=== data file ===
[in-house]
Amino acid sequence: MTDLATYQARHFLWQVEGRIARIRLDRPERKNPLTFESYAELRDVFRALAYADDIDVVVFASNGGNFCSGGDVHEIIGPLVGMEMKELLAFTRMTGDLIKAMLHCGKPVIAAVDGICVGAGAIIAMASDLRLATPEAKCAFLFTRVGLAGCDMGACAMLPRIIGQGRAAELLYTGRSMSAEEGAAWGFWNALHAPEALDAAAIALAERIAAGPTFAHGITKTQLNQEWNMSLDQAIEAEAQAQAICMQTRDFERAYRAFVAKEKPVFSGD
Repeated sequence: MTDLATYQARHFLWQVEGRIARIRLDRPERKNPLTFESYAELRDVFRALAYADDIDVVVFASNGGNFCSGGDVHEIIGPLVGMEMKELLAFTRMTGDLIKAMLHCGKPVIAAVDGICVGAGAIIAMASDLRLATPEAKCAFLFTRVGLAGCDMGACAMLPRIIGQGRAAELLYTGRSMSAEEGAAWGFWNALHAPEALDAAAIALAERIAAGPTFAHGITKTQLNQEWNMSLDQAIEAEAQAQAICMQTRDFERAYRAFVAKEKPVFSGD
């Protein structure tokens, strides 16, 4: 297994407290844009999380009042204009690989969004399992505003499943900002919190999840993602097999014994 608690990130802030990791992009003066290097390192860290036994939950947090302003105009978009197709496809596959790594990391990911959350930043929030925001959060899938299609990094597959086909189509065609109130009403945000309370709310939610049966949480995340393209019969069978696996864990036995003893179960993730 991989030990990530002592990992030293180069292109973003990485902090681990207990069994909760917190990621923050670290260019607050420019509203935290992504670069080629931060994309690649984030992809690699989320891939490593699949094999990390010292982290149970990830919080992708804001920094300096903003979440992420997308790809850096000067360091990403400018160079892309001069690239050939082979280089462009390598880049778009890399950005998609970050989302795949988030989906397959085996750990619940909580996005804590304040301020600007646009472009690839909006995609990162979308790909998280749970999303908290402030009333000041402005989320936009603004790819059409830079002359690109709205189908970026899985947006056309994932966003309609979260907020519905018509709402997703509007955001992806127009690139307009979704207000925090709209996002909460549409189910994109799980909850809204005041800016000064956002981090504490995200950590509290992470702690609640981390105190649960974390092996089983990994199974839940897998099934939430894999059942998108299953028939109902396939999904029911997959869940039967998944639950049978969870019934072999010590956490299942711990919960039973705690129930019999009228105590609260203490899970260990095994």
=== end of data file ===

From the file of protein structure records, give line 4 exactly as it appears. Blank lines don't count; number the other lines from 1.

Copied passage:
């Protein structure tokens, strides 16, 4: 297994407290844009999380009042204009690989969004399992505003499943900002919190999840993602097999014994 608690990130802030990791992009003066290097390192860290036994939950947090302003105009978009197709496809596959790594990391990911959350930043929030925001959060899938299609990094597959086909189509065609109130009403945000309370709310939610049966949480995340393209019969069978696996864990036995003893179960993730 991989030990990530002592990992030293180069292109973003990485902090681990207990069994909760917190990621923050670290260019607050420019509203935290992504670069080629931060994309690649984030992809690699989320891939490593699949094999990390010292982290149970990830919080992708804001920094300096903003979440992420997308790809850096000067360091990403400018160079892309001069690239050939082979280089462009390598880049778009890399950005998609970050989302795949988030989906397959085996750990619940909580996005804590304040301020600007646009472009690839909006995609990162979308790909998280749970999303908290402030009333000041402005989320936009603004790819059409830079002359690109709205189908970026899985947006056309994932966003309609979260907020519905018509709402997703509007955001992806127009690139307009979704207000925090709209996002909460549409189910994109799980909850809204005041800016000064956002981090504490995200950590509290992470702690609640981390105190649960974390092996089983990994199974839940897998099934939430894999059942998108299953028939109902396939999904029911997959869940039967998944639950049978969870019934072999010590956490299942711990919960039973705690129930019999009228105590609260203490899970260990095994």